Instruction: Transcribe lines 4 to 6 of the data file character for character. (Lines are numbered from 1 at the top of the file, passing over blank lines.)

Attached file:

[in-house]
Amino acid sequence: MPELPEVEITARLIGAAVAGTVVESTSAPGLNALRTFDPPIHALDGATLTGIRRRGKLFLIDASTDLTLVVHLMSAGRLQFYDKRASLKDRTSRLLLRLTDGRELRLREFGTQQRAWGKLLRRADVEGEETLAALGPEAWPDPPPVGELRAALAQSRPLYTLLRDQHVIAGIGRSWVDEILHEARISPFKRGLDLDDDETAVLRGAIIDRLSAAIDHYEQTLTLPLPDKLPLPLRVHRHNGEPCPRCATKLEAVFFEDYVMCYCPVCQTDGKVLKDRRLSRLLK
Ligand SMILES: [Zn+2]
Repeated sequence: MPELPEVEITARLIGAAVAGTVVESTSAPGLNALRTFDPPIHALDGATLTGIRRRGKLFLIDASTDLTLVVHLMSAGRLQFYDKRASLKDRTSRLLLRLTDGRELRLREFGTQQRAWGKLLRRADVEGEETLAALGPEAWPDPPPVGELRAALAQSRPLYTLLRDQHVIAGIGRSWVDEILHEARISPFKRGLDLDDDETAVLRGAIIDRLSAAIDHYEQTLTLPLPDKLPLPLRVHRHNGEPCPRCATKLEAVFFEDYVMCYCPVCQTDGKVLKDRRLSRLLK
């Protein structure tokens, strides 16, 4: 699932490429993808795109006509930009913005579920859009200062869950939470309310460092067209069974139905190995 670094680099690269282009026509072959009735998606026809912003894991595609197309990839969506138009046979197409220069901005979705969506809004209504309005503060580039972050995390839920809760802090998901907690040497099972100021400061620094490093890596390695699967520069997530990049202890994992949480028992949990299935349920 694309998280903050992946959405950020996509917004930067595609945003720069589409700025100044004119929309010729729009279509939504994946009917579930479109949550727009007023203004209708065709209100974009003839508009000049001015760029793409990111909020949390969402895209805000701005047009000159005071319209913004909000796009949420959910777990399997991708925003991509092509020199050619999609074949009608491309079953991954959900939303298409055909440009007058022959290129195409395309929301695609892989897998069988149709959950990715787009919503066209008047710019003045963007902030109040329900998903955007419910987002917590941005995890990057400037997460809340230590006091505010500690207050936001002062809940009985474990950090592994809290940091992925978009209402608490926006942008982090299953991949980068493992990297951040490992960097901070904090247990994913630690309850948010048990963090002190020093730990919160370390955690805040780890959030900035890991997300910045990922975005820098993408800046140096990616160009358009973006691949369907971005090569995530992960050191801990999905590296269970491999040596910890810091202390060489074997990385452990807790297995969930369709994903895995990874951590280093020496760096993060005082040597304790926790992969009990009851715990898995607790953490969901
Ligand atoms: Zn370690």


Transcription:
Repeated sequence: MPELPEVEITARLIGAAVAGTVVESTSAPGLNALRTFDPPIHALDGATLTGIRRRGKLFLIDASTDLTLVVHLMSAGRLQFYDKRASLKDRTSRLLLRLTDGRELRLREFGTQQRAWGKLLRRADVEGEETLAALGPEAWPDPPPVGELRAALAQSRPLYTLLRDQHVIAGIGRSWVDEILHEARISPFKRGLDLDDDETAVLRGAIIDRLSAAIDHYEQTLTLPLPDKLPLPLRVHRHNGEPCPRCATKLEAVFFEDYVMCYCPVCQTDGKVLKDRRLSRLLK
């Protein structure tokens, strides 16, 4: 699932490429993808795109006509930009913005579920859009200062869950939470309310460092067209069974139905190995 670094680099690269282009026509072959009735998606026809912003894991595609197309990839969506138009046979197409220069901005979705969506809004209504309005503060580039972050995390839920809760802090998901907690040497099972100021400061620094490093890596390695699967520069997530990049202890994992949480028992949990299935349920 694309998280903050992946959405950020996509917004930067595609945003720069589409700025100044004119929309010729729009279509939504994946009917579930479109949550727009007023203004209708065709209100974009003839508009000049001015760029793409990111909020949390969402895209805000701005047009000159005071319209913004909000796009949420959910777990399997991708925003991509092509020199050619999609074949009608491309079953991954959900939303298409055909440009007058022959290129195409395309929301695609892989897998069988149709959950990715787009919503066209008047710019003045963007902030109040329900998903955007419910987002917590941005995890990057400037997460809340230590006091505010500690207050936001002062809940009985474990950090592994809290940091992925978009209402608490926006942008982090299953991949980068493992990297951040490992960097901070904090247990994913630690309850948010048990963090002190020093730990919160370390955690805040780890959030900035890991997300910045990922975005820098993408800046140096990616160009358009973006691949369907971005090569995530992960050191801990999905590296269970491999040596910890810091202390060489074997990385452990807790297995969930369709994903895995990874951590280093020496760096993060005082040597304790926790992969009990009851715990898995607790953490969901
Ligand atoms: Zn370690």